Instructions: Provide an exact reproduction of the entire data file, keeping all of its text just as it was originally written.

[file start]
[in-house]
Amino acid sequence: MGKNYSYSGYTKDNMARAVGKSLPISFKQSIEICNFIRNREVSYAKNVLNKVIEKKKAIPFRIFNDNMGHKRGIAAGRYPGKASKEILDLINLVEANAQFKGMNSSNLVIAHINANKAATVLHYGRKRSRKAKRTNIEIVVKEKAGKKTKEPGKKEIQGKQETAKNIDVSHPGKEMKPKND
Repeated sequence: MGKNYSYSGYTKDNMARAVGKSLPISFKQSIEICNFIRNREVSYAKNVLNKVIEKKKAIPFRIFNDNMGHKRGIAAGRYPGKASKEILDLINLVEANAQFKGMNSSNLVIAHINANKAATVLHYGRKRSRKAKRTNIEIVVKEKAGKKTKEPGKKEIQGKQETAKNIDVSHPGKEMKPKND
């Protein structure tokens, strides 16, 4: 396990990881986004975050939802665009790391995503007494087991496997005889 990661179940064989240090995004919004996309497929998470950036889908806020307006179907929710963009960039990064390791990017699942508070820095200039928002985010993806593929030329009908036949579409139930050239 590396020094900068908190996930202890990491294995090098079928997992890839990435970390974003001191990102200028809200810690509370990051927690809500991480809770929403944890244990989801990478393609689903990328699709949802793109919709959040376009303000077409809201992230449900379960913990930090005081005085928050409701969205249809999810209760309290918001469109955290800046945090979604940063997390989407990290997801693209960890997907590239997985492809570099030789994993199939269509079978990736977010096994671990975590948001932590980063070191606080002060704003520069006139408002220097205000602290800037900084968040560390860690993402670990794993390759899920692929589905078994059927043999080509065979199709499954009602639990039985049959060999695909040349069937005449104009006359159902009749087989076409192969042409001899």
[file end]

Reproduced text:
[in-house]
Amino acid sequence: MGKNYSYSGYTKDNMARAVGKSLPISFKQSIEICNFIRNREVSYAKNVLNKVIEKKKAIPFRIFNDNMGHKRGIAAGRYPGKASKEILDLINLVEANAQFKGMNSSNLVIAHINANKAATVLHYGRKRSRKAKRTNIEIVVKEKAGKKTKEPGKKEIQGKQETAKNIDVSHPGKEMKPKND
Repeated sequence: MGKNYSYSGYTKDNMARAVGKSLPISFKQSIEICNFIRNREVSYAKNVLNKVIEKKKAIPFRIFNDNMGHKRGIAAGRYPGKASKEILDLINLVEANAQFKGMNSSNLVIAHINANKAATVLHYGRKRSRKAKRTNIEIVVKEKAGKKTKEPGKKEIQGKQETAKNIDVSHPGKEMKPKND
């Protein structure tokens, strides 16, 4: 396990990881986004975050939802665009790391995503007494087991496997005889 990661179940064989240090995004919004996309497929998470950036889908806020307006179907929710963009960039990064390791990017699942508070820095200039928002985010993806593929030329009908036949579409139930050239 590396020094900068908190996930202890990491294995090098079928997992890839990435970390974003001191990102200028809200810690509370990051927690809500991480809770929403944890244990989801990478393609689903990328699709949802793109919709959040376009303000077409809201992230449900379960913990930090005081005085928050409701969205249809999810209760309290918001469109955290800046945090979604940063997390989407990290997801693209960890997907590239997985492809570099030789994993199939269509079978990736977010096994671990975590948001932590980063070191606080002060704003520069006139408002220097205000602290800037900084968040560390860690993402670990794993390759899920692929589905078994059927043999080509065979199709499954009602639990039985049959060999695909040349069937005449104009006359159902009749087989076409192969042409001899």